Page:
Have you noticed it yet? There’s something unusual about Gunvarrel and its extensive, beloved anime. Not only that, but there are robots everywhere in Japan, whether they’re the traditional and conventional hobby robots or the titanic, imposing and still incomplete GunPro-1. And now Junna, too, is influenced by this escalating robotic endemic, going from a sweet, young girl who naturally feared robots to one watching and enjoying a mecha anime. Yes, the craze and obsession over robots and the immense and immeasurable popularity of a mecha anime is quite peculiar and leads me to believe…
Yes, the 1980s, the pinnacle of mecha anime; not only in Japan but overseas and throughout the world, robots reigned supreme. Whether it was Gundam, Macross, Gunbuster, Robotech, Transformers, or whatever, it was an era of animation dedicated to robots. The setting of Robotics;Notes reflects this golden decade with its robust enthusiasm toward all things robots, be it in the form of actual robots or in the robot anime itself. In fact, you might even consider the fighting tournaments that the hobby robots participate in the equivalent to friends fighting each other with their action figures or other expensive merchandise. Not only that but pairing this theme with other science fiction ones like space, artificial intelligence, and secret organizations and it becomes clearer that Gunvarrel is a homage to the mecha anime of the 80s and the setting of Robotics;Notes is an appreciation of the Japan of the 80s.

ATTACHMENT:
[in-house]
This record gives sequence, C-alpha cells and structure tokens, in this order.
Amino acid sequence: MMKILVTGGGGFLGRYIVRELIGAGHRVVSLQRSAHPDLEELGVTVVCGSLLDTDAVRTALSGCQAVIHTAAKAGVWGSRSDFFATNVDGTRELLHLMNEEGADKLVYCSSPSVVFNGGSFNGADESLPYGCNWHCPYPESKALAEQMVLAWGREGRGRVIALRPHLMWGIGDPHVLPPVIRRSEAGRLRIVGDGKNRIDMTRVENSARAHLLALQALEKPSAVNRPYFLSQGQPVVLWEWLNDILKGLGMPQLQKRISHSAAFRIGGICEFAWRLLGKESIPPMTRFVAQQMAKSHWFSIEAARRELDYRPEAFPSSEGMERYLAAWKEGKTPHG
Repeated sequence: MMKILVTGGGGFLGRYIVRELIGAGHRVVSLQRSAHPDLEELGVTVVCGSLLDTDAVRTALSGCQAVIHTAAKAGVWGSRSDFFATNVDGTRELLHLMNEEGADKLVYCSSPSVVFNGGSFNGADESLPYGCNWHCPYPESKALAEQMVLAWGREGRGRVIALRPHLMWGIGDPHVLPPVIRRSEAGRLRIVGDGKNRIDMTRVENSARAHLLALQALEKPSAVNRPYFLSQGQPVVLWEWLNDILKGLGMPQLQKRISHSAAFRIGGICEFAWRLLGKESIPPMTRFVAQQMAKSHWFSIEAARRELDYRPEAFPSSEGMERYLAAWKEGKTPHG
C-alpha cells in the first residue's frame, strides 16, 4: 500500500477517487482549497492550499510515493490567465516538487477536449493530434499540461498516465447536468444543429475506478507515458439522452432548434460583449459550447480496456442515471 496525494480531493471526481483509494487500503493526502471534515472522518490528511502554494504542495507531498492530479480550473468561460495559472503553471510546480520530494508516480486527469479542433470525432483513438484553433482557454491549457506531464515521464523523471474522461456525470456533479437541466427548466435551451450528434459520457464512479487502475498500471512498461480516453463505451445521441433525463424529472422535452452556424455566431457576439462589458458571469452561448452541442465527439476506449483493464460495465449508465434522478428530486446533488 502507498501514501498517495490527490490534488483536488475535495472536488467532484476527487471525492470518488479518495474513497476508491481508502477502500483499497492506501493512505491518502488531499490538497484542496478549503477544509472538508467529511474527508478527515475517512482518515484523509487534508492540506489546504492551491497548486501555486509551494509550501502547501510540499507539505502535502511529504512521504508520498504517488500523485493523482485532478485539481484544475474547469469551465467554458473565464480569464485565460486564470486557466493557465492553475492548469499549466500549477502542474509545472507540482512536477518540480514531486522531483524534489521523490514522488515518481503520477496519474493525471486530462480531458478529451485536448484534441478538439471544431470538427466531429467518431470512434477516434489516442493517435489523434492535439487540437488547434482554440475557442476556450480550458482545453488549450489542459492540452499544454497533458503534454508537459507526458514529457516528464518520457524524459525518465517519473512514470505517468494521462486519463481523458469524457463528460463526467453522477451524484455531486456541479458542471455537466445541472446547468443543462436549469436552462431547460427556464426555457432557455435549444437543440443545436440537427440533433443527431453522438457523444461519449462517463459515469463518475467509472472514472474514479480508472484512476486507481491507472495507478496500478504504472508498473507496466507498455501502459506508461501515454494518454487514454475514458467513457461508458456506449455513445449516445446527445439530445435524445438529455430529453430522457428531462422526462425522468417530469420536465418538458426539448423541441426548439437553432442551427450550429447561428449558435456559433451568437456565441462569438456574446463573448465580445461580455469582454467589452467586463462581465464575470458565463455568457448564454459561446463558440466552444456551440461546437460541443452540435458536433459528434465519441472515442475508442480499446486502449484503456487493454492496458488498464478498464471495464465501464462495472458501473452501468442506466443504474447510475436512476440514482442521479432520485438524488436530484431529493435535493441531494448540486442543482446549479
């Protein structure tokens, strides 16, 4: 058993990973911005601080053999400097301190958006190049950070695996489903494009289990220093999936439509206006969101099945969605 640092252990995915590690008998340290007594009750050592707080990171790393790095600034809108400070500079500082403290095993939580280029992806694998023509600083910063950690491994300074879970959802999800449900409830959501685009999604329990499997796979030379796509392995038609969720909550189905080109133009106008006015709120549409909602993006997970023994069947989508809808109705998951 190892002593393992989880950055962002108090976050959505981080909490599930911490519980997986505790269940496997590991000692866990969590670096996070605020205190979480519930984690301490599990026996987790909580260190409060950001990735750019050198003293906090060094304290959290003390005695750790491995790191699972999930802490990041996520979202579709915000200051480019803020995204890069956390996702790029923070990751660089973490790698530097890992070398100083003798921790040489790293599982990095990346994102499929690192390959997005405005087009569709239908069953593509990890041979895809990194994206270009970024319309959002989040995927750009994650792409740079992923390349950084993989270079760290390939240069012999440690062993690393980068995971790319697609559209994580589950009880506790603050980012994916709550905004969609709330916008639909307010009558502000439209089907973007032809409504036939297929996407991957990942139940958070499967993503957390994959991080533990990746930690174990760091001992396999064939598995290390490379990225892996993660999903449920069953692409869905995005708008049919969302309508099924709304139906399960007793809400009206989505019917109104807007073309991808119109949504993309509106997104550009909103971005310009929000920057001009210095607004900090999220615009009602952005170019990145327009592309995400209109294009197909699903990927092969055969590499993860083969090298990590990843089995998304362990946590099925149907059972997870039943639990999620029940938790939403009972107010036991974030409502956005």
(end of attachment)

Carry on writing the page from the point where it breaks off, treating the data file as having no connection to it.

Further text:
With this theme established, this tribute now grasped, what does it say about Robotics;Notes as a whole? Obviously the anime is not set out to be merely a 22-episode tribute to the semi-forgotten era of robot anime nor is it a critique on our current society and our obsessive nature as fans but that Robotics;Notes is much, much more. It shows the concurrent dreams and struggles over a special group of teenagers mixed and muddled with the robotics themes and the scientific mystery underlying it all. It doesn’t necessarily need the theme of robots for its story to be narrated to us; the anime could be about a world where everyone is obsessed with tsunderes, nekomimi or shimapan. But no, thankfully, it isn’t. The robots are a motif for Robotics;Notes, used as a method to explain its story and its characters while also serving as the tribute to the era of anime that many of these animators, producers, and fans still, grew up in. That’s just part of Robotics;Notes but it ultimately goes much further and much deeper with its intended messages, morals, and themes. That is to say that Robotics;Notes is much more than just robots and potentially notes (has yet to be determined). However, what it does mean is that the themes incorporated by a cherished mecha anime and its bubbling mania serves as a pleasant homage to the mecha anime of the 1980s through Robotics;Notes.
Whenever Kai uses his PokeCom to see or communicate with Airi, it appears he doesn’t do anything special. And as we’ve learned recently, Airi communicated with Aki’s older sister, Misaki, on a regular basis. From this information, it seems that Airi is rather easy to find if one is actively searching for her with their PokeCom. And if that’s true, then why haven’t more people found Airi and conversed with her? According to Junna, the trace signs of Airi are an urban legend, attributed to a ghost or something atop the hill where she unintentionally scrambles nearby electronic devices. It wouldn’t surprise me to learn that others have met with Airi before Kai has, though I don’t know to what degree they would get to know each other. Furthermore, I’m surprised that Junna hasn’t continued searching for this urban legend, too, considering how knowledgeable and interested she was in it. Well, enough for now since I suppose Airi will be formally introduced to the cast sometime soon. Maybe then we’ll learn if Airi has a relationship that has developed off-screen with someone else… or maybe that this is nothing more than fanciful speculation.